Book of Memories is probably the strangest direction for a Silent Hill game. This entry in the franchise brings a lot of firsts to the series, with the biggest departure being the fact that it is no longer a third person survival-horror game but more of a dungeon crawler with a heavy multiplayer focus. Sound like a Silent Hill game? No? I thought not. Though Book of Memories is a bizarre direction for the horror series to go in, it really wouldn’t have been that bad of an idea if the game had turned out a little better. With its troubled development history, there’s no wonder it turned out to mediocre.
Book of Memories is a top-down dungeon crawler game with a Silent Hill paint job. If you changed the monster design, this could have been any random horror game. There’s loot to collect and you can dual wield weapons as up to four friends go room to room through 100 Silent Hill-themed levels, with very bare customized characters, hacking and slashing and beating your way through different creatures, with both returning and new monsters mixed in. At the end of each level there is a puzzle to solve that lets you open the door to the next stage.
This is a very long game, and if you’re playing by yourself it can be even longer as levels can get very difficult – especially if you haven’t upgraded the inventory to carry more med kits and repair tools for your weapons as you’ll find yourself with too few supplies to make it through the missions. Your inventory can also be upgraded to hold more weapons at once as well as additional booster items that are earned by completing optional objectives in each mission. As you play the game, experience is earned and used to level up stats like an RPG and money can be spent in mission shops to purchase optional clothing pieces, med kits, and repair items.
The story is usually the reason I play Silent Hill games, and while Book of Memories doesn’t have much story, what’s there is fascinating; they just don’t do anything to emphasize or embrace it. This game seems to be sold on gameplay alone, and unfortunately that isn’t enough to push this title. The slim story revolves around your nameless character getting the Book of Memories on their birthday by a creepy mailman who becomes the shop keeper in the dream world. This book has detailed every moment of your life until the day you get the book and you have the bright idea to try and change the past by rewriting the book. From then on the game just throws you from mission to mission with no real explanation of what is going on with your character. Now here’s my favorite part of the game: There are multiple worlds and each has a set number of levels. Each world is themed differently from the normal dark world you may be used to, including a dark forest or creepy monastery. While traveling through levels you find pages that detail someone who has encountered the Book of Memories and learn about their life. This idea is fascinating and again, while it isn’t brought to full fruition, it is still the most interesting aspect of the game and I love the idea of discovering the lives of other people through the pages of this book.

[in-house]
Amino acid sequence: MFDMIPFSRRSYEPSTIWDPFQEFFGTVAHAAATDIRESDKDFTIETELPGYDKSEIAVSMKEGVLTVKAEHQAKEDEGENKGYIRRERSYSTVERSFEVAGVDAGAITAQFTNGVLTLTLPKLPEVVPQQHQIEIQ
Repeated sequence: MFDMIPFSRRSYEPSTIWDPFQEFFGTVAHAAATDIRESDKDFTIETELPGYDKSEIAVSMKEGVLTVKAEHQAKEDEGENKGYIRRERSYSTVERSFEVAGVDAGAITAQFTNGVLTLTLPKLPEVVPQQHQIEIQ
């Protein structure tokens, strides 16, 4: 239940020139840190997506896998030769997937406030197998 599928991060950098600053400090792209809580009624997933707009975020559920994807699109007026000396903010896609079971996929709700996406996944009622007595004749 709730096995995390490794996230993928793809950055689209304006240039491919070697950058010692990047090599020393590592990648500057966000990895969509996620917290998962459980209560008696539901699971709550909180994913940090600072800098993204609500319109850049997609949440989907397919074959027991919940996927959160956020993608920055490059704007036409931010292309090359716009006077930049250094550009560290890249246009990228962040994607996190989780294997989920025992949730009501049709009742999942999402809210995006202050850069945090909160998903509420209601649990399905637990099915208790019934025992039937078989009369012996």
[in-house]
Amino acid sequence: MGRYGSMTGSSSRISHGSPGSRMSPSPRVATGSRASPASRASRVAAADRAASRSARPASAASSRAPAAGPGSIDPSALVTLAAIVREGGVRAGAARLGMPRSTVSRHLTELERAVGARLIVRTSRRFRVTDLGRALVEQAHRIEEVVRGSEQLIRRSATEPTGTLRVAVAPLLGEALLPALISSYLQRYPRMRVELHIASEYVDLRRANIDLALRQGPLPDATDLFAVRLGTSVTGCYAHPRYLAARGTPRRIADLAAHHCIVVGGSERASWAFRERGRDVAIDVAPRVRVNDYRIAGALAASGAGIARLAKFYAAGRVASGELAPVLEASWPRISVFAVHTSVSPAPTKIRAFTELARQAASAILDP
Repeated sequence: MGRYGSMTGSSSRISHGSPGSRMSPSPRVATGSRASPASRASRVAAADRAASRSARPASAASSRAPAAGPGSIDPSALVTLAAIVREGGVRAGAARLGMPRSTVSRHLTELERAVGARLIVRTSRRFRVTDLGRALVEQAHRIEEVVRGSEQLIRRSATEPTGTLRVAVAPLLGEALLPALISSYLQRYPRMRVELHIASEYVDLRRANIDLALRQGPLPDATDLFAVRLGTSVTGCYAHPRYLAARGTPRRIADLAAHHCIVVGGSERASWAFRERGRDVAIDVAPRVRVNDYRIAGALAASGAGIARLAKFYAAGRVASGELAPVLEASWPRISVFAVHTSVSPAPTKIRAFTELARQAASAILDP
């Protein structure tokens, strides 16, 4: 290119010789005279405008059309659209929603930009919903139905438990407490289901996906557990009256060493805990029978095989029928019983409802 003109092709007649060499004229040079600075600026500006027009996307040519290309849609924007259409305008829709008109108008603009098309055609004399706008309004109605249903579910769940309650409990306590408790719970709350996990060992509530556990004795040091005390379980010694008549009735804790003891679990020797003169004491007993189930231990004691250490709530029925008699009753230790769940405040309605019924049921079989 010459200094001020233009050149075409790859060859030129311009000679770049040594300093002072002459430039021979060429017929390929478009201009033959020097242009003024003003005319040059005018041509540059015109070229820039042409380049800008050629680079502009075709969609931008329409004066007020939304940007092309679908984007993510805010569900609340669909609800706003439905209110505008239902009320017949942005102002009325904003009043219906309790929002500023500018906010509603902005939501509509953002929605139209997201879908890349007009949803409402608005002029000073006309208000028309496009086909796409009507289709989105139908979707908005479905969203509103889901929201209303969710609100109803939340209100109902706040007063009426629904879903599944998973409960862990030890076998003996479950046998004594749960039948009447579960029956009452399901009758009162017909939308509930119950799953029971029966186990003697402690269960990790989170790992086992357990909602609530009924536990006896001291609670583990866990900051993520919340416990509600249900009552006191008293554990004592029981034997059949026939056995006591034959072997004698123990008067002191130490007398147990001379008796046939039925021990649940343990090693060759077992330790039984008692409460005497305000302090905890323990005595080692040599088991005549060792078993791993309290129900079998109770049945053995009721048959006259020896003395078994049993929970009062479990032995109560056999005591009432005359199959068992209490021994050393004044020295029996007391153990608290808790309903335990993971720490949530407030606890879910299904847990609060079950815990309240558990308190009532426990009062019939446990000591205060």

Silent Hill: Book of Memories is nothing to brag about in the looks department. All of the worlds are well realized and the characters look alright but the few cutscenes available are very stiff and have a weird quality to them. For as many times as this game was pushed back and delayed, it’s not that surprising. The biggest stand-out aesthetic about this game is the music. Silent Hill has always had good music, though. The enemies also look good, and you can easily tell your returning favorites and different monsters apart, though it’s still apparent that the developers went for quantity over quality here.
When playing this game by yourself,the game is just kind of boring. Silent Hill: Book of Memories was clearly designed as a multiplayer game and as such, it really works best if you have multiple people playing with you. Thankfully, the multiplayer works pretty well with a lobby system that’s easy to use. The downside, really, is that there just aren’t a lot of people playing. This game is the definition of short burst fun. I found it the most effective when I was just playing through the game one mission at a time and then taking a break. Silent Hill fans won’t really find a lot dragging them to this title that really adds nothing to the franchise other than a gameplay style that you normally don’t see attached to a name like Silent Hill.
While RPGs and dungeon crawler games are my favorite style of hand held games, there are better options than Book of Memories. The Silent Hill aesthetic is pretty well represented, but the game itself struggles to maintain mediocrity. The game is great in short bursts, but fails to hold your attention for long periods of time. I recommend only picking this up if you have some people to play with or are willing to take the risk of finding players online. If not, then this game is really just a rental only. While it’s a unique idea for the franchise it just doesn’t pull off what it’s trying to do in any kind of exciting way. Maybe one day they will take another shot at it and get it right but until then Book of Memories should be labeled “approach at your own risk.”